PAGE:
Tourists crossing the Capilano Suspension Bridge.

This is what we could see while on the suspension bridge.

The view looking down from the catwalk.

The catwalk in Capilano Park.

After returning to the hotel room, we planned out our potential meals for the week.  Before we left the room, we decided on a sushi restaurant for the night and we thought we had it mapped out. Because we had a limit on our cell phone plans, we navigated by a paper map the hotel had given us. We arrived at the location of the sushi place, but oddly the name didn’t match up with what our research on the internet had given us. We walked up and down the block to make sure we hadn't missed it, and we decided to eat there anyway as it was the only sushi place on the block. (Ironically, there were no shortages of sushi restaurants nearby as we would find out later.) When we finished eating, we decided that we still had energy and figured we would walk around part of the city. The desk clerk at the hotel had told us the best route to take around the city to see a lot of shops and restaurants. As we walked, we found that one block away from our dinner location was the Sushi place we had intended to patronize, but we had turned the wrong direction earlier. We both ended up buying umbrellas as the rain had no plans to stop; I purchased a functional small black one to use later at work while Caitlyn found a ridiculous pink umbrella with corgis and poodles holding roses in their mouths. One of the neat things that we came across while walking were the rainbow colored crosswalks in the LGBT part of town.

Tuesday our day, again, started with a visit to Starbucks, and with the same flavors of coffee in hand as the previous day, we enjoyed a leisure walk through town, south to the ferry. We waited ten minutes while enjoying the bay and mountains, and we boarded a small 10 passenger boat to Granville Island. Once on the island, we wandered around the farmers-market-style building and found some sweets to chase down the Starbucks. We each had a mini lemon-meringue pie; I hadn't had lemon meringue for a long while, and it brought back good memories from my childhood summers at my grandparent’s house in Blue Eye Missouri. We continued to walk around the island, and while attempting to find a silk shop that Caitlyn wanted to visit, we found a woodworking shop. This was the highlight of the day for me; we talked with the guy working in the shop and had a good time helping him draw out the ergonomics of a footstool he was designing for a beautiful chair that he had just finished. All the while, we were entertained by his shop pal, a sawdust colored terrier mix, who (like Dwight) loved tossing his stuffed toy into the air and running after it. Eventually, we found the silk shop that we were looking for, and Caitlyn was in the first of many fiber stores she had long ago planned on visiting. While I think she was in heaven feeling all the different types of silk, I found myself entertained by the machinery they had in the store: from looms to skein winding devices, and even a device to harvest the silk from the cocoons. After the first of many fiber purchases, we were on our way via taxi to another fiber location.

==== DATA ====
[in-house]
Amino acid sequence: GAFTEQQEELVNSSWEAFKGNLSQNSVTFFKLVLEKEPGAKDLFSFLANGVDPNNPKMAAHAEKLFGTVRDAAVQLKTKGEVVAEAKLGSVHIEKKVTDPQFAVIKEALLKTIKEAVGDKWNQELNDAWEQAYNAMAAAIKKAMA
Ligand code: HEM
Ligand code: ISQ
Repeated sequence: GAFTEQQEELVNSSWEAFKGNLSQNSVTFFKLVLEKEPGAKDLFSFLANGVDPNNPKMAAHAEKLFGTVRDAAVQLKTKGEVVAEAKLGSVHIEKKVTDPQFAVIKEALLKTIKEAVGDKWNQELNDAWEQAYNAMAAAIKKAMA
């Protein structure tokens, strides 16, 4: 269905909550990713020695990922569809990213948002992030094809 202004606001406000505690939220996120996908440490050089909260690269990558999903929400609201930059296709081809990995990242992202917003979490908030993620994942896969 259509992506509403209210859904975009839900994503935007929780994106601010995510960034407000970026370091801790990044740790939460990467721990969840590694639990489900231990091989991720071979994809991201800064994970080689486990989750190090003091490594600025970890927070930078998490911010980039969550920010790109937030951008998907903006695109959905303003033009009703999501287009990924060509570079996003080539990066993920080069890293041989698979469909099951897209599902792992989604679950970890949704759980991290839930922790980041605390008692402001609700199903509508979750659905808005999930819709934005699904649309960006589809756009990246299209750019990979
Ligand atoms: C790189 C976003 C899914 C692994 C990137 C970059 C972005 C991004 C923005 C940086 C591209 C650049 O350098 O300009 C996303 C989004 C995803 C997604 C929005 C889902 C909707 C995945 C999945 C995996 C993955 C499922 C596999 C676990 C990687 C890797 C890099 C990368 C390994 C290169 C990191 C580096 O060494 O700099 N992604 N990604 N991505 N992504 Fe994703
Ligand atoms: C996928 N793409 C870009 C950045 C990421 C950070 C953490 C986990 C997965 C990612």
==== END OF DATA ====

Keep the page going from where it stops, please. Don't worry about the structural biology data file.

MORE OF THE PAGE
Twenty minutes later, we arrived at SweetGeorgiaYarns. It is currently the headquarters for a well known yarn-dying brand, and we were fortunate to get the nickel tour of the dye studio. Caitlyn was admiring the fiber and the pretty colors while I was admiring the techniques they used for the different processes, followed by another yarn purchase.

On the taxi ride back to the hotel, we decided that we were surprised that we hadn’t seen any crab restaurants (as we were so close to the ocean). When we got back to the hotel, did a fair amount of research to indulge our craving, which was interrupted by a nap.  We settled on a place that served dungeness crab called Coast. It was a very busy place with modern decor, and the crab was wonderful.  We ended up being sat outside, and while it was a chilly night, we were very toasty sitting under the heat lamps.